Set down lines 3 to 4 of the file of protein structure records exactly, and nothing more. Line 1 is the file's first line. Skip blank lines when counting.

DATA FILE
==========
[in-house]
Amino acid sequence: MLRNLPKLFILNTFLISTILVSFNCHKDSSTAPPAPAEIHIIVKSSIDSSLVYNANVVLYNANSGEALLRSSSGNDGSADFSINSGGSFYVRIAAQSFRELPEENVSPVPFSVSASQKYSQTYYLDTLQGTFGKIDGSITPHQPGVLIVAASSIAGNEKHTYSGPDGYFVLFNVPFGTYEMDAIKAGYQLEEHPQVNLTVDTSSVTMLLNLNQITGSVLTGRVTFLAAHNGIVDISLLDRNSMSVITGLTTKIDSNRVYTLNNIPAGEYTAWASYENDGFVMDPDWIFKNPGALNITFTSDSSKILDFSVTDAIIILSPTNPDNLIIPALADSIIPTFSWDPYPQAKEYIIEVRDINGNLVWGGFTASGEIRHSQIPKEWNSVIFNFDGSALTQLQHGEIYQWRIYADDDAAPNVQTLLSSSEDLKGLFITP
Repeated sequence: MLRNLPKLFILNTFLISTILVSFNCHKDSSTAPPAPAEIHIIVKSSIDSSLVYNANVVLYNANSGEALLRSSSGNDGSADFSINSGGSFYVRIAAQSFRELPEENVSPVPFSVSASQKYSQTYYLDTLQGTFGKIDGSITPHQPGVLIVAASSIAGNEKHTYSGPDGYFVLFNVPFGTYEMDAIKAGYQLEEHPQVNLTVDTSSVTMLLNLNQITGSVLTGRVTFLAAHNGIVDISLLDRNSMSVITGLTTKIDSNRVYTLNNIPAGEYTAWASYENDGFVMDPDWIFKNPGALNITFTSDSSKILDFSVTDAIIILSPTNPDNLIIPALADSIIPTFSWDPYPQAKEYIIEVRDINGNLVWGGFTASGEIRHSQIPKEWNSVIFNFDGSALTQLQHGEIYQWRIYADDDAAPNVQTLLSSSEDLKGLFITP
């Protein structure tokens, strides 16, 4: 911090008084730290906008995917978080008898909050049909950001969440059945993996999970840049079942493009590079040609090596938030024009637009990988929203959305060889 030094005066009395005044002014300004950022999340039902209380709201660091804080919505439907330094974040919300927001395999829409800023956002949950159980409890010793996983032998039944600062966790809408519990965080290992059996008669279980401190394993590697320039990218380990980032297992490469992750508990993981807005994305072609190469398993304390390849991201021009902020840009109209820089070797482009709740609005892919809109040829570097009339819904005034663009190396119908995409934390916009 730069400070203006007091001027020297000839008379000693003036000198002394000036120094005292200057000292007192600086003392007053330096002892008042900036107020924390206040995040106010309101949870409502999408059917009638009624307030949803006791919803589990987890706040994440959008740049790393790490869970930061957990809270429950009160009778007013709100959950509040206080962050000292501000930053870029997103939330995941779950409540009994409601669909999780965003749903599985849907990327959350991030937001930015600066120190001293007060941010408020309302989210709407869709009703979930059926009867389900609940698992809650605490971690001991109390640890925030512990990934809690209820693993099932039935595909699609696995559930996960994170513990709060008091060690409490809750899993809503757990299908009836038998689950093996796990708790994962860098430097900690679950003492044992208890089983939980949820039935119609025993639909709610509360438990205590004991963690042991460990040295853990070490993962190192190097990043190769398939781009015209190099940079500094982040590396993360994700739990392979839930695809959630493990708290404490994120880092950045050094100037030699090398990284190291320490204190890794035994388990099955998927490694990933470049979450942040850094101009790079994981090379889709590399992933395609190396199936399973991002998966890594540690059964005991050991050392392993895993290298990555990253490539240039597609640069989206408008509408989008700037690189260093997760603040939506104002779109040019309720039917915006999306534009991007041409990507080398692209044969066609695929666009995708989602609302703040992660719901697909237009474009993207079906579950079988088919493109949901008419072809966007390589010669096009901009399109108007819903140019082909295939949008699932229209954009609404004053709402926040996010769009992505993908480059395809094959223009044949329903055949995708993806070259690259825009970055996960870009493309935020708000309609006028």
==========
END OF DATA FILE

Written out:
Repeated sequence: MLRNLPKLFILNTFLISTILVSFNCHKDSSTAPPAPAEIHIIVKSSIDSSLVYNANVVLYNANSGEALLRSSSGNDGSADFSINSGGSFYVRIAAQSFRELPEENVSPVPFSVSASQKYSQTYYLDTLQGTFGKIDGSITPHQPGVLIVAASSIAGNEKHTYSGPDGYFVLFNVPFGTYEMDAIKAGYQLEEHPQVNLTVDTSSVTMLLNLNQITGSVLTGRVTFLAAHNGIVDISLLDRNSMSVITGLTTKIDSNRVYTLNNIPAGEYTAWASYENDGFVMDPDWIFKNPGALNITFTSDSSKILDFSVTDAIIILSPTNPDNLIIPALADSIIPTFSWDPYPQAKEYIIEVRDINGNLVWGGFTASGEIRHSQIPKEWNSVIFNFDGSALTQLQHGEIYQWRIYADDDAAPNVQTLLSSSEDLKGLFITP
């Protein structure tokens, strides 16, 4: 911090008084730290906008995917978080008898909050049909950001969440059945993996999970840049079942493009590079040609090596938030024009637009990988929203959305060889 030094005066009395005044002014300004950022999340039902209380709201660091804080919505439907330094974040919300927001395999829409800023956002949950159980409890010793996983032998039944600062966790809408519990965080290992059996008669279980401190394993590697320039990218380990980032297992490469992750508990993981807005994305072609190469398993304390390849991201021009902020840009109209820089070797482009709740609005892919809109040829570097009339819904005034663009190396119908995409934390916009 730069400070203006007091001027020297000839008379000693003036000198002394000036120094005292200057000292007192600086003392007053330096002892008042900036107020924390206040995040106010309101949870409502999408059917009638009624307030949803006791919803589990987890706040994440959008740049790393790490869970930061957990809270429950009160009778007013709100959950509040206080962050000292501000930053870029997103939330995941779950409540009994409601669909999780965003749903599985849907990327959350991030937001930015600066120190001293007060941010408020309302989210709407869709009703979930059926009867389900609940698992809650605490971690001991109390640890925030512990990934809690209820693993099932039935595909699609696995559930996960994170513990709060008091060690409490809750899993809503757990299908009836038998689950093996796990708790994962860098430097900690679950003492044992208890089983939980949820039935119609025993639909709610509360438990205590004991963690042991460990040295853990070490993962190192190097990043190769398939781009015209190099940079500094982040590396993360994700739990392979839930695809959630493990708290404490994120880092950045050094100037030699090398990284190291320490204190890794035994388990099955998927490694990933470049979450942040850094101009790079994981090379889709590399992933395609190396199936399973991002998966890594540690059964005991050991050392392993895993290298990555990253490539240039597609640069989206408008509408989008700037690189260093997760603040939506104002779109040019309720039917915006999306534009991007041409990507080398692209044969066609695929666009995708989602609302703040992660719901697909237009474009993207079906579950079988088919493109949901008419072809966007390589010669096009901009399109108007819903140019082909295939949008699932229209954009609404004053709402926040996010769009992505993908480059395809094959223009044949329903055949995708993806070259690259825009970055996960870009493309935020708000309609006028």